Not just Cinco de Drinko: The real story behind Cinco de Mayo
No, it's not Mexican Independence Day.
Actually, Cinco de Mayo commemorates not the declaration of independence from Spain but the struggle of a young country in the New World to maintain its independence from the old powers.
In 1861, Mexico's President Benito Juarez suspended payments of interests on loans taken by a previous regime from France, Spain and Great Britain. The three countries, arguably the largest military powers in the world at the time, decided to unite and force Mexico to pay back the money it owed. By the end of the year, Spanish ships from Cuba sat at Veracruz, Mexico's largest port, joined soon after by ships from France and Britain, in a not-so-subtle threat to Mexican sovereignty.
With the arrival of the French army in spring of 1862, and the support of conservative Mexican monarchists, goals changed from merely the recovery of loans to the occupation of the country, with the French having a particular eye on the mining resources in northwest Mexico.
After several skirmishes between the Mexican army and the French, the forces met on May 5, 1862 at Puebla, one of the largest and most important colonial cities, located directly between Veracruz and Mexico City. The French attacked the city from the north, but miscalculated their resources and the amount of support for the Mexican Republicans camped inside the city walls. By the afternoon the 33-year-old Mexican Commander General Ignacio Zaragoza Seguín had his cavalry attacking the French from both the right and left, while troops hidden along the path of retreat inflicted additional damage.
By the end of the battle, the Mexicans not only held the city but also inflicted heavy damages on the French, with 462 killed, over 300 wounded and 12 captured compared to only 83 Mexicans killed and 130 wounded.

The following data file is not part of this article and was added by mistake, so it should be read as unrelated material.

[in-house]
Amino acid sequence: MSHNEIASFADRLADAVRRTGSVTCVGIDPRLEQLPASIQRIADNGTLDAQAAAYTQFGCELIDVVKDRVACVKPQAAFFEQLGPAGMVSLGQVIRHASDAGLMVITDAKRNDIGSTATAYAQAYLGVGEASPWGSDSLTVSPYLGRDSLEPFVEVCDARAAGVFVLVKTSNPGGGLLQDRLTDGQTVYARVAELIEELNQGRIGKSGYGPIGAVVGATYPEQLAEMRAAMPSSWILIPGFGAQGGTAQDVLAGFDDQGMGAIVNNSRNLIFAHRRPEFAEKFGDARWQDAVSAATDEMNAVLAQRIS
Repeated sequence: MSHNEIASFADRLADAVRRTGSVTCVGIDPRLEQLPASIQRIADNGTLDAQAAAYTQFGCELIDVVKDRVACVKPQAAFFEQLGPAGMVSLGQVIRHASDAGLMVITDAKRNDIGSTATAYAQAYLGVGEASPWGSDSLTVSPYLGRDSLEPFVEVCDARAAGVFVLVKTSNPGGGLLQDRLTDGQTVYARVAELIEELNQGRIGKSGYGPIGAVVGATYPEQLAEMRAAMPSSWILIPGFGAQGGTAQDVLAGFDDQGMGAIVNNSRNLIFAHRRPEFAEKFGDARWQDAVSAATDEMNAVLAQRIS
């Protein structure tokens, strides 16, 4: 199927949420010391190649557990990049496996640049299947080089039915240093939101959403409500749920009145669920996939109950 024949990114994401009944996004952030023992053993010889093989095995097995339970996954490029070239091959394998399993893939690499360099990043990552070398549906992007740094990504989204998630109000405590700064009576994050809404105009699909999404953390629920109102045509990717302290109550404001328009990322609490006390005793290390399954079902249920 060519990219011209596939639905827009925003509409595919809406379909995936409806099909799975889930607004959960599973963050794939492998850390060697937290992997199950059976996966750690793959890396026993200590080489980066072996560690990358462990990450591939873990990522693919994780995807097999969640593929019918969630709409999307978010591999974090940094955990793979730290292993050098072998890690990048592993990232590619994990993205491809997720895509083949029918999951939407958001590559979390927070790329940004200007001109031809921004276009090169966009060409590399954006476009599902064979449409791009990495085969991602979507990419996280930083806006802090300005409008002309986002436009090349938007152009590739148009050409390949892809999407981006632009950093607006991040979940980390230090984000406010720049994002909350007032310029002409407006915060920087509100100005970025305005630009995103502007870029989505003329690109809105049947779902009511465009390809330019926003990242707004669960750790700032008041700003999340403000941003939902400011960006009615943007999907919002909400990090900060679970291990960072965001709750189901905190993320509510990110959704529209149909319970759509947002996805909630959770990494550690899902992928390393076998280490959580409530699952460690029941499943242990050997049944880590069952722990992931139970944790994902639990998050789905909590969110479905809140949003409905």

Unfortunately for the Mexicans, one battle does not make a war. Though the French were slowed, they successfully continued their invasion and took the capital of Mexico City in 1863, forcing Benito Juarez's government into exile in the northwest frontier of the country.
The French installed Hapsburg heir and Austrian Archduke Maximilian I on the throne as the Emperor of Mexico, with his wife Charlotte, the former Princess of Belgium, renamed Carlota, Empress of Mexico.
But the old powers had overplayed their hand. Mexican Republican victories started to take hold by 1865, and with the end of the United States' Civil War, President Johnson was able to dispatch 50,000 troops to the border, ready to defend Juarez's government and Mexican sovereignty.
As Republican victories continued, the French began to withdraw in 1866, though Maximilian was reluctant to give up the capital. When Mexico City was overtaken, he attempted to escape through enemy lines but was captured and, mimicking his own "black decree" policy of immediately executing all Mexicans captured in the war, he was summarily executed by firing squad. Mexico had won the war.
Cinco de Mayo has a long and illustrious history of celebration in Mexico — that, is, if you ask someone in Puebla. Outside of the city, the holiday is virtually unknown in Mexico. But since the 1960s Cinco de Mayo has taken hold in the United States and around the world as a day to celebrate Mexican culture — and yes, a great excuse to drink margaritas.
So go ahead, raise a glass today to Benito Juarez. You should know who you're drinking to.